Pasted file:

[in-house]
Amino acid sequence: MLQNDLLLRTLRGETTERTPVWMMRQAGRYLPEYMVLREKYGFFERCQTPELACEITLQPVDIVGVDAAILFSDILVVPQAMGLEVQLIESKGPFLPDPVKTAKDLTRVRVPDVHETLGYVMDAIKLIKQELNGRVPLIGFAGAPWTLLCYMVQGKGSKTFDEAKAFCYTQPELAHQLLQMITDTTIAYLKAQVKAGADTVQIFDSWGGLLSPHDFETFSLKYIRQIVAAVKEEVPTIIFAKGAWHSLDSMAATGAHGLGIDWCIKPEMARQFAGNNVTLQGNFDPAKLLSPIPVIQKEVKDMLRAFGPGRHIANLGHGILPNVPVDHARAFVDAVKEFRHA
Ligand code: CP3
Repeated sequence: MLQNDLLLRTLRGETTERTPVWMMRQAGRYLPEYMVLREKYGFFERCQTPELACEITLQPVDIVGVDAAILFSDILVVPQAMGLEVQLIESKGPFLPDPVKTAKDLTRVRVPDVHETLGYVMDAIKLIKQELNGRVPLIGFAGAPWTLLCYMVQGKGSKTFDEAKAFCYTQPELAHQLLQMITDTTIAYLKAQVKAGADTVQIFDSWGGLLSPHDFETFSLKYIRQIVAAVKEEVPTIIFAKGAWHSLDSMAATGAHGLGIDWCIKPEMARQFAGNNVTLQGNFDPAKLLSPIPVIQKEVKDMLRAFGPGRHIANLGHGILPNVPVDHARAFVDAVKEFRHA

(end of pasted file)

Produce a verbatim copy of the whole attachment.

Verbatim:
[in-house]
Amino acid sequence: MLQNDLLLRTLRGETTERTPVWMMRQAGRYLPEYMVLREKYGFFERCQTPELACEITLQPVDIVGVDAAILFSDILVVPQAMGLEVQLIESKGPFLPDPVKTAKDLTRVRVPDVHETLGYVMDAIKLIKQELNGRVPLIGFAGAPWTLLCYMVQGKGSKTFDEAKAFCYTQPELAHQLLQMITDTTIAYLKAQVKAGADTVQIFDSWGGLLSPHDFETFSLKYIRQIVAAVKEEVPTIIFAKGAWHSLDSMAATGAHGLGIDWCIKPEMARQFAGNNVTLQGNFDPAKLLSPIPVIQKEVKDMLRAFGPGRHIANLGHGILPNVPVDHARAFVDAVKEFRHA
Ligand code: CP3
Repeated sequence: MLQNDLLLRTLRGETTERTPVWMMRQAGRYLPEYMVLREKYGFFERCQTPELACEITLQPVDIVGVDAAILFSDILVVPQAMGLEVQLIESKGPFLPDPVKTAKDLTRVRVPDVHETLGYVMDAIKLIKQELNGRVPLIGFAGAPWTLLCYMVQGKGSKTFDEAKAFCYTQPELAHQLLQMITDTTIAYLKAQVKAGADTVQIFDSWGGLLSPHDFETFSLKYIRQIVAAVKEEVPTIIFAKGAWHSLDSMAATGAHGLGIDWCIKPEMARQFAGNNVTLQGNFDPAKLLSPIPVIQKEVKDMLRAFGPGRHIANLGHGILPNVPVDHARAFVDAVKEFRHA